Optimization of the benzyl group was complicated by the fact that it binds in the P4 pocket, which differs between cIAP1 and XIAP. In the end, adding a fluorine gave a slight potency improvement against both proteins. The bulk of the work was focused on elaborating the methoxy group of compound 21. Detailed modeling experiments were used to choose moieties that would fold back on the core of the molecules in solution, thus pre-orienting them for binding as well as shielding a critical hydrogen bond. These efforts led to AT-IAP, with low nanomolar cell activity against both proteins as well as activity in mouse xenograft models.

Although AT-IAP is orally bioavailable in mice and rats, the bioavailability is much lower in monkeys, and it also inhibits the hERG channel, which can lead to cardiac toxicity. Fixing these problems is the focus of a paper published last month in J. Med. Chem. by Christopher Johnson and colleagues.

Metabolite identification studies revealed that the morpholine ring of AT-IAP is cleaved by CYP enzymes, so this was one area the researchers tried to modify. Although somewhat successful, hERG was still a problem, and this correlated with lipophilicity. Knowing how the molecules bound allowed the researchers to introduce small hydrophilic substituents without disrupting critical interactions, ultimately leading to ASTX660. Not only did the added hydroxymethyl group decrease hERG binding, it also improved bioavailability – a reminder that decreasing lipophilicity can have useful effects even on distant parts of the molecule.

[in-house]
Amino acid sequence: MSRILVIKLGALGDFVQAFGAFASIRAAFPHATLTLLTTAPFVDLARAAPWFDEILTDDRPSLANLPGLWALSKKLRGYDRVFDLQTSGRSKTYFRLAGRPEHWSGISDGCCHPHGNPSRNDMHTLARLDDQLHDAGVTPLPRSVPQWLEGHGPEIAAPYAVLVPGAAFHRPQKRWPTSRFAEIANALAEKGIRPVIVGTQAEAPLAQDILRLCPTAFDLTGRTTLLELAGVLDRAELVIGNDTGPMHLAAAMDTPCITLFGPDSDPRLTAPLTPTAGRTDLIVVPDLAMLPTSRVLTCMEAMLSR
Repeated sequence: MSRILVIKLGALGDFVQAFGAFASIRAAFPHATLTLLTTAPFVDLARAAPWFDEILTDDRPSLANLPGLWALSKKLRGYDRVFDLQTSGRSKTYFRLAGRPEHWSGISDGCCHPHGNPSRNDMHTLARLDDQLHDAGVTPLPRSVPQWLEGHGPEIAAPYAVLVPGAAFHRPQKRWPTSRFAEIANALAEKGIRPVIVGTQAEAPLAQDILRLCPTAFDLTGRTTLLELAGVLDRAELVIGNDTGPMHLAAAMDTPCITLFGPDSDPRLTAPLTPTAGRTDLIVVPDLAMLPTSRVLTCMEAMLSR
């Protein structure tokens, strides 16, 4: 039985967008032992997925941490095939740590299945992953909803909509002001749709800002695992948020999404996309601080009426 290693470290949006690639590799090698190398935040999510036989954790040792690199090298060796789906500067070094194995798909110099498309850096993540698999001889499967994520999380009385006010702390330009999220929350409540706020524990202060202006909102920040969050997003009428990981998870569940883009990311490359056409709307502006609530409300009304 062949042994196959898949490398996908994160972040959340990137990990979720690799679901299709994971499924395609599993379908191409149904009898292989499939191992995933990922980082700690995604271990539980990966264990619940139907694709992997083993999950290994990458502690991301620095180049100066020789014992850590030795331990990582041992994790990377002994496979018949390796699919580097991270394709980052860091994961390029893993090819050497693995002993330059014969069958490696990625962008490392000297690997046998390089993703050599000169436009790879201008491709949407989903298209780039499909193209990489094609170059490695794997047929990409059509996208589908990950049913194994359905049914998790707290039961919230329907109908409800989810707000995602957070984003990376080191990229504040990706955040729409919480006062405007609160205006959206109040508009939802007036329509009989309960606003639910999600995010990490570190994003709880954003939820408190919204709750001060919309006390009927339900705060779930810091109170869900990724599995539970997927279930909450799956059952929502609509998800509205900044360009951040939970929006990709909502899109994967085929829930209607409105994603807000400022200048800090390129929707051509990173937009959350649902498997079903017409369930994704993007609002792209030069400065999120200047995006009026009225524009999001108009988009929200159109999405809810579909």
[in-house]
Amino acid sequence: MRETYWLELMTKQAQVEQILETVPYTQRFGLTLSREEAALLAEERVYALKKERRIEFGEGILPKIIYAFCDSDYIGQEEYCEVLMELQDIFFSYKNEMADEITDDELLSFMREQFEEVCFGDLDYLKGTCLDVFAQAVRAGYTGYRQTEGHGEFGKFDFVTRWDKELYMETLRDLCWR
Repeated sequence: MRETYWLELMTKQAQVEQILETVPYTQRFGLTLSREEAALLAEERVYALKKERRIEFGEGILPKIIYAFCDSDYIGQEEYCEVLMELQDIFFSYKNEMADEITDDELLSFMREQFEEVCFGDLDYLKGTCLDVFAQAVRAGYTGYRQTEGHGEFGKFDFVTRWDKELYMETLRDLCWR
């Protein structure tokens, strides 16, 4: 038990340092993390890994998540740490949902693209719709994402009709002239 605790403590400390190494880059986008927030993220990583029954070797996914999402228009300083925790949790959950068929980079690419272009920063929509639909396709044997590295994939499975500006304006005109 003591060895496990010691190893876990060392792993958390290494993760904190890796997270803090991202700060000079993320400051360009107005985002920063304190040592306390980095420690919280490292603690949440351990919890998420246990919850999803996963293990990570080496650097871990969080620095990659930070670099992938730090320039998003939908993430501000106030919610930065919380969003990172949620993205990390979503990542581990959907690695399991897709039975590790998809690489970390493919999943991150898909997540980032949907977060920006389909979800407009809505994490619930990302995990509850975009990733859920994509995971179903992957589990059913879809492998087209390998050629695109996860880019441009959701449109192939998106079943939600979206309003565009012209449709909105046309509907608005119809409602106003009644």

More characterization of ASTX660 is provided in a paper by George Ward and colleagues in Mol. Canc. Ther. This reports the crystal structure of the molecule bound to XIAP. As Johnson et al. note, the polar interactions made by the molecule are conserved from the original fragment – the additional protein interactions that improve affinity by more than a million-fold are all hydrophobic.

Ward et al. also provide more detailed mechanistic cell biology, pharmacokinetics, and xenograft data. In particular, ASTX660 is a much more potent antagonist of XIAP activity in vivo than other clinical-stage compounds, which will hopefully translate to better efficacy. The compound is currently in a phase 1-2 study.

Collectively these papers provide a valuable lesson in structure- and property-based drug design and illustrate just how much effort can be required to go from fragment to clinical compound. I’ll end this post with an echo of the original: whether or not this leads to an approved drug, it is a lovely story of perseverance combined with creative chemistry and biology. Practical Fragments wishes everyone involved the best of luck.